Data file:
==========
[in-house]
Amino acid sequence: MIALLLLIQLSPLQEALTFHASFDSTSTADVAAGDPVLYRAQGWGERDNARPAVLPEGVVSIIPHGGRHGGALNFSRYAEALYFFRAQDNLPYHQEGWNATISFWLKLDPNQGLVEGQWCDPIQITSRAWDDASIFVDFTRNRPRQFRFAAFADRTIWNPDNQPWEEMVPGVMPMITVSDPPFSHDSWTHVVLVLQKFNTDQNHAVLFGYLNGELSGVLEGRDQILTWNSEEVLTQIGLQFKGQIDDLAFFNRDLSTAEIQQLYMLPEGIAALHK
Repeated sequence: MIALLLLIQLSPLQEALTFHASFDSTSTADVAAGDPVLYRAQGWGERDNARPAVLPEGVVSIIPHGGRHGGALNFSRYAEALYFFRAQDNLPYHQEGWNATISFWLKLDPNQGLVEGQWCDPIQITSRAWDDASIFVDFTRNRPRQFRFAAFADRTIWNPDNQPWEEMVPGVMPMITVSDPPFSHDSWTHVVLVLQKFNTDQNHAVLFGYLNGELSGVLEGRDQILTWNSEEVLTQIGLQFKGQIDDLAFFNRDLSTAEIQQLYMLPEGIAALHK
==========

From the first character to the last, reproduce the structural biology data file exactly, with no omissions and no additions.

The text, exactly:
[in-house]
Amino acid sequence: MIALLLLIQLSPLQEALTFHASFDSTSTADVAAGDPVLYRAQGWGERDNARPAVLPEGVVSIIPHGGRHGGALNFSRYAEALYFFRAQDNLPYHQEGWNATISFWLKLDPNQGLVEGQWCDPIQITSRAWDDASIFVDFTRNRPRQFRFAAFADRTIWNPDNQPWEEMVPGVMPMITVSDPPFSHDSWTHVVLVLQKFNTDQNHAVLFGYLNGELSGVLEGRDQILTWNSEEVLTQIGLQFKGQIDDLAFFNRDLSTAEIQQLYMLPEGIAALHK
Repeated sequence: MIALLLLIQLSPLQEALTFHASFDSTSTADVAAGDPVLYRAQGWGERDNARPAVLPEGVVSIIPHGGRHGGALNFSRYAEALYFFRAQDNLPYHQEGWNATISFWLKLDPNQGLVEGQWCDPIQITSRAWDDASIFVDFTRNRPRQFRFAAFADRTIWNPDNQPWEEMVPGVMPMITVSDPPFSHDSWTHVVLVLQKFNTDQNHAVLFGYLNGELSGVLEGRDQILTWNSEEVLTQIGLQFKGQIDDLAFFNRDLSTAEIQQLYMLPEGIAALHK